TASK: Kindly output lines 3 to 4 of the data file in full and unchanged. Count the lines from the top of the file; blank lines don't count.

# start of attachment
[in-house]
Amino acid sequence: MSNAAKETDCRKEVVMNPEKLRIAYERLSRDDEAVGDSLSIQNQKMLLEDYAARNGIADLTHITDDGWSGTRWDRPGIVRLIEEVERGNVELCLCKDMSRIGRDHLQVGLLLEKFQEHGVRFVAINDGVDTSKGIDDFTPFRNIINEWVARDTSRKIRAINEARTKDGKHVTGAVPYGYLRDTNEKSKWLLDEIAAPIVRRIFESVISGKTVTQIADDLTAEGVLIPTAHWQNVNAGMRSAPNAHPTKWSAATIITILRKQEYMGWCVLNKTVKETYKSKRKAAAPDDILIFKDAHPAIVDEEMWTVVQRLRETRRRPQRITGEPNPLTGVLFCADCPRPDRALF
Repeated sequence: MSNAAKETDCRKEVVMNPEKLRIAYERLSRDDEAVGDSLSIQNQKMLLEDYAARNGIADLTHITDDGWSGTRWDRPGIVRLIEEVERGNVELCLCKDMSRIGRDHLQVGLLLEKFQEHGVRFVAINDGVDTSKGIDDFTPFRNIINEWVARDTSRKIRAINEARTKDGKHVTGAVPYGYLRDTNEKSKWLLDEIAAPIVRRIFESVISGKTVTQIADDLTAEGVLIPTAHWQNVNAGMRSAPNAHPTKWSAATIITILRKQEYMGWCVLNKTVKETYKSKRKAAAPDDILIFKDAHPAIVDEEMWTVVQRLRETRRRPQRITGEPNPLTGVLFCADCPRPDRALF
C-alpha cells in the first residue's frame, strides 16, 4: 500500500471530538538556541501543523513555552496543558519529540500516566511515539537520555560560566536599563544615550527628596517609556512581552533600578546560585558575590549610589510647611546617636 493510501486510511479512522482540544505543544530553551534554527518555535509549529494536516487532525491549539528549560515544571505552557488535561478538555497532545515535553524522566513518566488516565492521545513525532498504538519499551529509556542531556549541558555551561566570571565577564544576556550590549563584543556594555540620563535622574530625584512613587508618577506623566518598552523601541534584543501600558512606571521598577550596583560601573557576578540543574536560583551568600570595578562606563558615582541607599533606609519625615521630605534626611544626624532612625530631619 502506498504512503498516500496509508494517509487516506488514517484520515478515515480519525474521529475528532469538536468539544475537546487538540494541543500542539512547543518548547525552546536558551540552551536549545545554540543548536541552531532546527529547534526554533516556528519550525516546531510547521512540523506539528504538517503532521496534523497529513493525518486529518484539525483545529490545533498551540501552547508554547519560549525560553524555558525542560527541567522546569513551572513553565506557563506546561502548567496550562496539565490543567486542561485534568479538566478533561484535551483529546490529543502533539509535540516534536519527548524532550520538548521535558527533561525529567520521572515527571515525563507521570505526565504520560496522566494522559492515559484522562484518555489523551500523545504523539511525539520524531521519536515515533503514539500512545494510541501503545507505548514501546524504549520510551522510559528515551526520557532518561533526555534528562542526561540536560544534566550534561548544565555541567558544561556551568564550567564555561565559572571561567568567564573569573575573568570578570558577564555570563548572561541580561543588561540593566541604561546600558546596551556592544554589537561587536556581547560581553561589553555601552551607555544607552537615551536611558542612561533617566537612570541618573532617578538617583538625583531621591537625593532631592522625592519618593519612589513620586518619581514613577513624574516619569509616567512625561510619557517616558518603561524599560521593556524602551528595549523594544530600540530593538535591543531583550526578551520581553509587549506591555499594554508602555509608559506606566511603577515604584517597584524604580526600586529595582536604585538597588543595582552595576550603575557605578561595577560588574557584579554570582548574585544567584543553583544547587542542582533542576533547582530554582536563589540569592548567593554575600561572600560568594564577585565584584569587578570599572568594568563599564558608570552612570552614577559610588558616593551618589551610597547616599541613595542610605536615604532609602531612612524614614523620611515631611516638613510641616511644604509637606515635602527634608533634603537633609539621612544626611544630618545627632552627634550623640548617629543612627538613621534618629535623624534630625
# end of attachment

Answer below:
Repeated sequence: MSNAAKETDCRKEVVMNPEKLRIAYERLSRDDEAVGDSLSIQNQKMLLEDYAARNGIADLTHITDDGWSGTRWDRPGIVRLIEEVERGNVELCLCKDMSRIGRDHLQVGLLLEKFQEHGVRFVAINDGVDTSKGIDDFTPFRNIINEWVARDTSRKIRAINEARTKDGKHVTGAVPYGYLRDTNEKSKWLLDEIAAPIVRRIFESVISGKTVTQIADDLTAEGVLIPTAHWQNVNAGMRSAPNAHPTKWSAATIITILRKQEYMGWCVLNKTVKETYKSKRKAAAPDDILIFKDAHPAIVDEEMWTVVQRLRETRRRPQRITGEPNPLTGVLFCADCPRPDRALF
C-alpha cells in the first residue's frame, strides 16, 4: 500500500471530538538556541501543523513555552496543558519529540500516566511515539537520555560560566536599563544615550527628596517609556512581552533600578546560585558575590549610589510647611546617636 493510501486510511479512522482540544505543544530553551534554527518555535509549529494536516487532525491549539528549560515544571505552557488535561478538555497532545515535553524522566513518566488516565492521545513525532498504538519499551529509556542531556549541558555551561566570571565577564544576556550590549563584543556594555540620563535622574530625584512613587508618577506623566518598552523601541534584543501600558512606571521598577550596583560601573557576578540543574536560583551568600570595578562606563558615582541607599533606609519625615521630605534626611544626624532612625530631619 502506498504512503498516500496509508494517509487516506488514517484520515478515515480519525474521529475528532469538536468539544475537546487538540494541543500542539512547543518548547525552546536558551540552551536549545545554540543548536541552531532546527529547534526554533516556528519550525516546531510547521512540523506539528504538517503532521496534523497529513493525518486529518484539525483545529490545533498551540501552547508554547519560549525560553524555558525542560527541567522546569513551572513553565506557563506546561502548567496550562496539565490543567486542561485534568479538566478533561484535551483529546490529543502533539509535540516534536519527548524532550520538548521535558527533561525529567520521572515527571515525563507521570505526565504520560496522566494522559492515559484522562484518555489523551500523545504523539511525539520524531521519536515515533503514539500512545494510541501503545507505548514501546524504549520510551522510559528515551526520557532518561533526555534528562542526561540536560544534566550534561548544565555541567558544561556551568564550567564555561565559572571561567568567564573569573575573568570578570558577564555570563548572561541580561543588561540593566541604561546600558546596551556592544554589537561587536556581547560581553561589553555601552551607555544607552537615551536611558542612561533617566537612570541618573532617578538617583538625583531621591537625593532631592522625592519618593519612589513620586518619581514613577513624574516619569509616567512625561510619557517616558518603561524599560521593556524602551528595549523594544530600540530593538535591543531583550526578551520581553509587549506591555499594554508602555509608559506606566511603577515604584517597584524604580526600586529595582536604585538597588543595582552595576550603575557605578561595577560588574557584579554570582548574585544567584543553583544547587542542582533542576533547582530554582536563589540569592548567593554575600561572600560568594564577585565584584569587578570599572568594568563599564558608570552612570552614577559610588558616593551618589551610597547616599541613595542610605536615604532609602531612612524614614523620611515631611516638613510641616511644604509637606515635602527634608533634603537633609539621612544626611544630618545627632552627634550623640548617629543612627538613621534618629535623624534630625